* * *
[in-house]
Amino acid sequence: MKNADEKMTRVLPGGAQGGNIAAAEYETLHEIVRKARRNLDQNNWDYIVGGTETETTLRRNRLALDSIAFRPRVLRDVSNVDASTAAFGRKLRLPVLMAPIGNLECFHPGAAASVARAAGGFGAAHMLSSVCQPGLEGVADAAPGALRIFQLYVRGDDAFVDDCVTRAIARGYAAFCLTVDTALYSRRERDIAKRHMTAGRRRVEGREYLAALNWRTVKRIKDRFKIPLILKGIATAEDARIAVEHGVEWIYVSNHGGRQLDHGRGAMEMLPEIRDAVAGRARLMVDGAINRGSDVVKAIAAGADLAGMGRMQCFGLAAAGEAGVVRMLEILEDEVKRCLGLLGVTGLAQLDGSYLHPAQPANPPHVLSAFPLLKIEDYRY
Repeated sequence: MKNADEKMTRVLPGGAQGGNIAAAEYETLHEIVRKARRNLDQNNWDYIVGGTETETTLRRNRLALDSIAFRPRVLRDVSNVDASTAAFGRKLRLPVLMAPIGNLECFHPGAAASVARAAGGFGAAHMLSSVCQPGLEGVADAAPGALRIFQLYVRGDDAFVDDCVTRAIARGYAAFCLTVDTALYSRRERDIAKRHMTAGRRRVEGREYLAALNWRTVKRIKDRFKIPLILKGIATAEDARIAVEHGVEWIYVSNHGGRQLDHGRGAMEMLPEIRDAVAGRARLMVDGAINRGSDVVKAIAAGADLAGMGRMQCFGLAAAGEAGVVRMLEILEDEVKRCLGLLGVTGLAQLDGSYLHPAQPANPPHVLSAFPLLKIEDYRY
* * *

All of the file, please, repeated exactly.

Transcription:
[in-house]
Amino acid sequence: MKNADEKMTRVLPGGAQGGNIAAAEYETLHEIVRKARRNLDQNNWDYIVGGTETETTLRRNRLALDSIAFRPRVLRDVSNVDASTAAFGRKLRLPVLMAPIGNLECFHPGAAASVARAAGGFGAAHMLSSVCQPGLEGVADAAPGALRIFQLYVRGDDAFVDDCVTRAIARGYAAFCLTVDTALYSRRERDIAKRHMTAGRRRVEGREYLAALNWRTVKRIKDRFKIPLILKGIATAEDARIAVEHGVEWIYVSNHGGRQLDHGRGAMEMLPEIRDAVAGRARLMVDGAINRGSDVVKAIAAGADLAGMGRMQCFGLAAAGEAGVVRMLEILEDEVKRCLGLLGVTGLAQLDGSYLHPAQPANPPHVLSAFPLLKIEDYRY
Repeated sequence: MKNADEKMTRVLPGGAQGGNIAAAEYETLHEIVRKARRNLDQNNWDYIVGGTETETTLRRNRLALDSIAFRPRVLRDVSNVDASTAAFGRKLRLPVLMAPIGNLECFHPGAAASVARAAGGFGAAHMLSSVCQPGLEGVADAAPGALRIFQLYVRGDDAFVDDCVTRAIARGYAAFCLTVDTALYSRRERDIAKRHMTAGRRRVEGREYLAALNWRTVKRIKDRFKIPLILKGIATAEDARIAVEHGVEWIYVSNHGGRQLDHGRGAMEMLPEIRDAVAGRARLMVDGAINRGSDVVKAIAAGADLAGMGRMQCFGLAAAGEAGVVRMLEILEDEVKRCLGLLGVTGLAQLDGSYLHPAQPANPPHVLSAFPLLKIEDYRY